First Taste: Bar Breton

I don’t know what this place is, but I’m going to keep eating there.
Bar Breton

Crêpes are from Brittany and Cyril Renaud is from Brittany, but it was always unfair for me to walk into his restaurant Fleur de Sel and want thin, chewy pancakes. I mean, I have friends from Wisconsin, and I don’t expect them to be churning up cheese every time I visit them.

But after a little trip home to bone up on his crêpe and (buckwheat-based cousin) galette making, Renaud opened Bar Breton, and I was ready to get my batter and butter on.

It turns out that Bar Breton is not a French House of Pancakes—which is fine, and a lesson for me to stop projecting my desires onto other peoples’ businesses—but it’s not really clear what it wants to be. Galettes, all-brown, buckwheat-y earthiness with fillings that range from blue cheese and pear to smoked duck breast, do pop up all over the menu but seem a little buried in between thoughtfully considered items like a mellow leek soup with sweet crab ravioli or a rich, warm green bean salad with mint and hazelnuts. The menu veers from delicately priced, delicious snacks and salads ($7–$12) to pricey and well-prepared but slightly underwhelming main courses, half of which are cooked, inexplicably, on the Spanish griddle called a plancha. The staff is warm and cheery but forced to spend half the night with its forearms in your face because of the too high, too tight booths. From different angles, the room looks alternately like a sleek bar or an Ikea Swedish country house showroom, though to be fair it’s actually much more attractive than that description makes it sound.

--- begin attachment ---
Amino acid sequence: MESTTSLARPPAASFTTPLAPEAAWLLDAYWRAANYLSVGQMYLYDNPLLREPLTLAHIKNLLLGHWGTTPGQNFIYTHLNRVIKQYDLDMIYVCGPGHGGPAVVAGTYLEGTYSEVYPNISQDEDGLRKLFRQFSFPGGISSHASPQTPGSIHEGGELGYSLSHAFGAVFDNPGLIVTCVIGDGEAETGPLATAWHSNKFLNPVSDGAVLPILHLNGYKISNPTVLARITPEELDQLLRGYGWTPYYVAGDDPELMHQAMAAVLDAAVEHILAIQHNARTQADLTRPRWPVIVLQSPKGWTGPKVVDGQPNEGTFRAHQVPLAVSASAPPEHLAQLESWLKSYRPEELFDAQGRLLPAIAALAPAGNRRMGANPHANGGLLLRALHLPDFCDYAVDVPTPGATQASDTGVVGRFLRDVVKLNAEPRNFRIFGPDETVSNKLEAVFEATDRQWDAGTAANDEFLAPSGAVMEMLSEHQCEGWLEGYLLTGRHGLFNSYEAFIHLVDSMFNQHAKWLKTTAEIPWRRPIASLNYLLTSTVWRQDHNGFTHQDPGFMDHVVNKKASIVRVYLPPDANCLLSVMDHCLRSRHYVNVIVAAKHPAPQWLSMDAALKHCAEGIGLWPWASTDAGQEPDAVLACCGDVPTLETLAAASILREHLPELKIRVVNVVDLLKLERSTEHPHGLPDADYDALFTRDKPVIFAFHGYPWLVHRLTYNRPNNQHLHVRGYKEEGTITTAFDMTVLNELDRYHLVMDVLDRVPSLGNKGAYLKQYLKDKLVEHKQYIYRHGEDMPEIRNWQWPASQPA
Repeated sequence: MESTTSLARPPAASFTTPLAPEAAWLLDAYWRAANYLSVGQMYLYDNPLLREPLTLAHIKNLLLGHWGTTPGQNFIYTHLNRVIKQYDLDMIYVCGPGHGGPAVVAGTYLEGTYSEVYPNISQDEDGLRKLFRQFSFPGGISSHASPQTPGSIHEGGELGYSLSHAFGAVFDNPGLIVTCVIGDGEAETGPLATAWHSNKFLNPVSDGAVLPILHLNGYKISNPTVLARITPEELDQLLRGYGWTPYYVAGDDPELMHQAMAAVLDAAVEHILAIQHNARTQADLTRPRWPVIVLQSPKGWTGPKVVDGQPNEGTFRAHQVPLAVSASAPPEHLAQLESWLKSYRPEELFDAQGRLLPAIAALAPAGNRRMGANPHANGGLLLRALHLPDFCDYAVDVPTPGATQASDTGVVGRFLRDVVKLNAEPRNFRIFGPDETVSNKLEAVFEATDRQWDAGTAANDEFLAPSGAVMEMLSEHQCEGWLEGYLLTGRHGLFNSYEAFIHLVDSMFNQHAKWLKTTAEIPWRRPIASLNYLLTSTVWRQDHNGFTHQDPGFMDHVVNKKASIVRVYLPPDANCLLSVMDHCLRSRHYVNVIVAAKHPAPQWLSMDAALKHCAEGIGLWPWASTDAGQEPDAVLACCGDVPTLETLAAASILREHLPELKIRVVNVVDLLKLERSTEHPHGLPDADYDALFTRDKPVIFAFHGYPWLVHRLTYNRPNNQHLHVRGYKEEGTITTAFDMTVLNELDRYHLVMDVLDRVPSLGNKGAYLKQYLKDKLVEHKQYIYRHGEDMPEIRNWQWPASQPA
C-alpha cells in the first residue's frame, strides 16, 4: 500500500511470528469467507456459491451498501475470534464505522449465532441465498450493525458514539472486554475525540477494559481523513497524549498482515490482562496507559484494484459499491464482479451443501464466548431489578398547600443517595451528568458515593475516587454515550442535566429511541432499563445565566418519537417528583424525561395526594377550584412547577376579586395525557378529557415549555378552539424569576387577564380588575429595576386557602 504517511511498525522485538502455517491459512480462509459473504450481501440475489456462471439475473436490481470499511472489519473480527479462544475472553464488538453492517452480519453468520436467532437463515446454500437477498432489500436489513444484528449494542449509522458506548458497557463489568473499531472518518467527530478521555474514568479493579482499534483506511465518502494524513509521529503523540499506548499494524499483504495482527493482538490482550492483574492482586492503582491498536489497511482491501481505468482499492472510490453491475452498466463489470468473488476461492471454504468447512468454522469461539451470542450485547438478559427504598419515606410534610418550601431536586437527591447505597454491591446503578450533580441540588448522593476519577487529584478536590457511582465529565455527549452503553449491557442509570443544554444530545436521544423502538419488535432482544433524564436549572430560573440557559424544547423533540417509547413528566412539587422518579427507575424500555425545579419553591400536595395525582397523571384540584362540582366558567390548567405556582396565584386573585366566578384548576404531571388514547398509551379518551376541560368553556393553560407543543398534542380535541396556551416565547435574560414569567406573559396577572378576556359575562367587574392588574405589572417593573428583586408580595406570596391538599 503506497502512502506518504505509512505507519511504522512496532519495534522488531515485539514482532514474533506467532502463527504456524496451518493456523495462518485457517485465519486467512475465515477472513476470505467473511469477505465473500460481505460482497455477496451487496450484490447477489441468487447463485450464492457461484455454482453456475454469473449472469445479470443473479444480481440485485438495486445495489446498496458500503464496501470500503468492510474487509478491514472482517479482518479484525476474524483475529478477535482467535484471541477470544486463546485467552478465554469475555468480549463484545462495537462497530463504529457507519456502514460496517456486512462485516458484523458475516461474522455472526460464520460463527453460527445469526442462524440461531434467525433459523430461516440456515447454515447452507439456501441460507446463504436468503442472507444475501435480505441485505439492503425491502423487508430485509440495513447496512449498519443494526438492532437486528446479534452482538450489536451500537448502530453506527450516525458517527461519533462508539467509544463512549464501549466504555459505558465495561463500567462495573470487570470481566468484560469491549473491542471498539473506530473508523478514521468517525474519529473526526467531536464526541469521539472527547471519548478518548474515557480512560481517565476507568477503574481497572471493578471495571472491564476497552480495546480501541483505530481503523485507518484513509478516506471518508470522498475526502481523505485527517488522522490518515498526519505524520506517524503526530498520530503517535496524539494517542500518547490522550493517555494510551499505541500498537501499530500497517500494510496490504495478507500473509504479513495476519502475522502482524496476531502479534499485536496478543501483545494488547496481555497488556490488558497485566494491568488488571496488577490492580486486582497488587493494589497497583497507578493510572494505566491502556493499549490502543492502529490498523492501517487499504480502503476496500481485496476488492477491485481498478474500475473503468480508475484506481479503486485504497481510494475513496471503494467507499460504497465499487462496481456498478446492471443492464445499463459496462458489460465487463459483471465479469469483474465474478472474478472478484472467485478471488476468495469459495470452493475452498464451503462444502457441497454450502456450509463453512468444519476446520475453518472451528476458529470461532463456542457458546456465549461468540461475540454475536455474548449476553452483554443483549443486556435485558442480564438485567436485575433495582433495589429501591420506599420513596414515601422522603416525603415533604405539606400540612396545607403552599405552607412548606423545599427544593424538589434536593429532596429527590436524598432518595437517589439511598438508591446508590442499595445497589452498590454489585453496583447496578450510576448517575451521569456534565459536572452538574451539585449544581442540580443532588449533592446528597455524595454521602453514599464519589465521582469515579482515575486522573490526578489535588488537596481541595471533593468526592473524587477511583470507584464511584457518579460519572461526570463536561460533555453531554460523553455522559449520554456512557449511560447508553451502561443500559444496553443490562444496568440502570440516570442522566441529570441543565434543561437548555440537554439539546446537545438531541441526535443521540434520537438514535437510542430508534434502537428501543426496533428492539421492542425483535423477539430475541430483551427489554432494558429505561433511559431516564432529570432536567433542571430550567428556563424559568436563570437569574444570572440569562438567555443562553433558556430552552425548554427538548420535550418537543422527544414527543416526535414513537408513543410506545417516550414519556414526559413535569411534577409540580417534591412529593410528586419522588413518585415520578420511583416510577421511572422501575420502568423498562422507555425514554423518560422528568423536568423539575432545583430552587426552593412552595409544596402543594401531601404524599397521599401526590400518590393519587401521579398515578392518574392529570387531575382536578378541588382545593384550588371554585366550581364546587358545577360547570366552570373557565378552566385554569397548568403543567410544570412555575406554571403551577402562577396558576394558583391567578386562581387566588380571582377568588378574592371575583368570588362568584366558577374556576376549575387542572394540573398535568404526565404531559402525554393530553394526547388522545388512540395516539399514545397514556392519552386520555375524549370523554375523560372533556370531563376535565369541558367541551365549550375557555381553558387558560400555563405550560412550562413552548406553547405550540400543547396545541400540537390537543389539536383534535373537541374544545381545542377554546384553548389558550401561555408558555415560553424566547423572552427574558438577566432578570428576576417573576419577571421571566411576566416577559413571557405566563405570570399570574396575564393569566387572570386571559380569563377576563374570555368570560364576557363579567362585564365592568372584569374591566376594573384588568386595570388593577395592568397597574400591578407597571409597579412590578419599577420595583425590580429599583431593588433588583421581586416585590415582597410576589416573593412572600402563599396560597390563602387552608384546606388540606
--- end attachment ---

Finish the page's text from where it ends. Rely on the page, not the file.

Which brings me to my conundrum: I feel almost like an ingrate for being confused by Bar Breton’s concept, when this is a restaurant where you can have a delicious meal of a couple $7 plates, in a room that manages to be really pretty despite its weirdnesses. I’m coming back, and when I do, to paraphrase Eddie Murphy, I’m going to have a crêpe and a smile and shut the f— up.

Bar Breton 254 5th Ave., New York City (212-213-4999;

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